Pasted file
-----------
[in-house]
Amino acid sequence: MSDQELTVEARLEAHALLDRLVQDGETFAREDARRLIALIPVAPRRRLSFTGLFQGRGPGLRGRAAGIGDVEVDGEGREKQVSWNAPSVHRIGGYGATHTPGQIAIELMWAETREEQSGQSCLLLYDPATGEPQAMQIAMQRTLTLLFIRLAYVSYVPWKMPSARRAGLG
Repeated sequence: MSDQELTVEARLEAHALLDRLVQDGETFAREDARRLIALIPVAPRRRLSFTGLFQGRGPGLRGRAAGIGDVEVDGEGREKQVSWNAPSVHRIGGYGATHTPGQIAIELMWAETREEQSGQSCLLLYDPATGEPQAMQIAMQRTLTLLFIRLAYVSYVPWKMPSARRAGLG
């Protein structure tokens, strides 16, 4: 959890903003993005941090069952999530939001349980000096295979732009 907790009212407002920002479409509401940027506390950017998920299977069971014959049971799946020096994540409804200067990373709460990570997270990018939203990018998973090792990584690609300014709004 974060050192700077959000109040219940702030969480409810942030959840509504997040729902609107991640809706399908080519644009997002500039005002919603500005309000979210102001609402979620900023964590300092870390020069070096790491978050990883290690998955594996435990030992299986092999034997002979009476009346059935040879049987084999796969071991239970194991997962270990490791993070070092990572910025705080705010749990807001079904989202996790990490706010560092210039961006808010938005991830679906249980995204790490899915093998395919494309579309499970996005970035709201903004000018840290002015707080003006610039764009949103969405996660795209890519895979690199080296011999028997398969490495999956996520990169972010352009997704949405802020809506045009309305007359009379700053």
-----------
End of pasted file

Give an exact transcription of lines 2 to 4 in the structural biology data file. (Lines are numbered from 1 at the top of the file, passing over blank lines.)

Amino acid sequence: MSDQELTVEARLEAHALLDRLVQDGETFAREDARRLIALIPVAPRRRLSFTGLFQGRGPGLRGRAAGIGDVEVDGEGREKQVSWNAPSVHRIGGYGATHTPGQIAIELMWAETREEQSGQSCLLLYDPATGEPQAMQIAMQRTLTLLFIRLAYVSYVPWKMPSARRAGLG
Repeated sequence: MSDQELTVEARLEAHALLDRLVQDGETFAREDARRLIALIPVAPRRRLSFTGLFQGRGPGLRGRAAGIGDVEVDGEGREKQVSWNAPSVHRIGGYGATHTPGQIAIELMWAETREEQSGQSCLLLYDPATGEPQAMQIAMQRTLTLLFIRLAYVSYVPWKMPSARRAGLG
């Protein structure tokens, strides 16, 4: 959890903003993005941090069952999530939001349980000096295979732009 907790009212407002920002479409509401940027506390950017998920299977069971014959049971799946020096994540409804200067990373709460990570997270990018939203990018998973090792990584690609300014709004 974060050192700077959000109040219940702030969480409810942030959840509504997040729902609107991640809706399908080519644009997002500039005002919603500005309000979210102001609402979620900023964590300092870390020069070096790491978050990883290690998955594996435990030992299986092999034997002979009476009346059935040879049987084999796969071991239970194991997962270990490791993070070092990572910025705080705010749990807001079904989202996790990490706010560092210039961006808010938005991830679906249980995204790490899915093998395919494309579309499970996005970035709201903004000018840290002015707080003006610039764009949103969405996660795209890519895979690199080296011999028997398969490495999956996520990169972010352009997704949405802020809506045009309305007359009379700053």